This is the sixth renewal application seeking support for our Molecular Microbial Pathogenesis Training Program (MMPTP) conducted by an interdisciplinary group of faculty at Meharry Medical College (MMC) and Vanderbilt University (VU) to provide Ph.D. training in the molecular basis of infectious diseases. The program will provide opportunities for four African-Americans and other URM committed to infectious diseases careers. Highly interactive MMC and VU mentors who conduct cutting-edge research in molecular microbial pathogenesis will participate in the training. The Program offers trainees opportunities for new discoveries and breakthroughs in the study of the pathogen-host interactions of microbes causing disease including biodefense agents. The innovative features of this program are grounded on cutting- edge science and molecular approaches to study the pathogenesis of microbe-host cell interactions in the following areas: (i) Microbial attachment to receptors, invasion and replication;(ii) Functional genomics and systems biology of microbial infections;(iii) Cell host signaling evoked by pathogens including toxins;(iv) Unique pathogen target genes required for survival;(v) Structural biology and function of new microbial virulent factors;and (vi) Interactions of novel immune molecules with pathogens. The PD will be assisted by internal and external advisory committees consisting of MMC and VU training faculty and external leaders in the field. Trainee Committees on Instruction will include MMC and VU mentors. Trainees will take the program flagship course "Cell Host Microbe Interaction", at least one didactic course at VU and participate in training there as needed. All trainees and faculty will participate in Journal Clubs, Works-In-Progress, the Seminar Series including presentations by MMPTP faculty and students, MMPTP seminars with external speakers, the "Annual Research Symposium", and the annual retreat. This is a strong training program administered at an institution with an excellent record of recruiting and retaining Ph.D. minority students. The program goals are enhanced by the increased collaborative research and training programs at MMC and VU resulting from the MMC-VU alliance. The support requested will address the shortage of research in critical areas of infectious disease and of minority scientists in this discipline.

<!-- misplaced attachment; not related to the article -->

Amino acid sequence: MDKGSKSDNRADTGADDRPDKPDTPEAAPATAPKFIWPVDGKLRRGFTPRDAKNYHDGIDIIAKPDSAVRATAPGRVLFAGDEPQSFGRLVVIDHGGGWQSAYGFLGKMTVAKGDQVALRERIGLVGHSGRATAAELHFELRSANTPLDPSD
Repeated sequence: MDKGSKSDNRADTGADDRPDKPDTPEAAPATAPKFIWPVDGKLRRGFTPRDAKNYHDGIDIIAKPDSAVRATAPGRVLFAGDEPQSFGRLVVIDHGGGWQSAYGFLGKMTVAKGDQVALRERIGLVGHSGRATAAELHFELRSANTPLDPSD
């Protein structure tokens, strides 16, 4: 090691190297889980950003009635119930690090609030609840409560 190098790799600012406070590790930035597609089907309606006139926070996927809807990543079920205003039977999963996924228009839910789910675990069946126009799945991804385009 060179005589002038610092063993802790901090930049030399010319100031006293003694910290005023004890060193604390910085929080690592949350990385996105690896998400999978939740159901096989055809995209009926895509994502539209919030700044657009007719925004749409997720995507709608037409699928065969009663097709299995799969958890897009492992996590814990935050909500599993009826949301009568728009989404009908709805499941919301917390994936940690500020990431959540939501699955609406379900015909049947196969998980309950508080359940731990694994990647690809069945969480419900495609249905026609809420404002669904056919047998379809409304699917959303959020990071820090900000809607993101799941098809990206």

This unique training program in the molecular basis of infectious diseases offered by Meharry and Vanderbilt faculty will train talented African-Americans and other URMs in infectious diseases and will foster their career development consistent with the NIAID mission. The program will train a new generation of infectious disease minority scientists who will address the national ethic under-representation in biomedical research.
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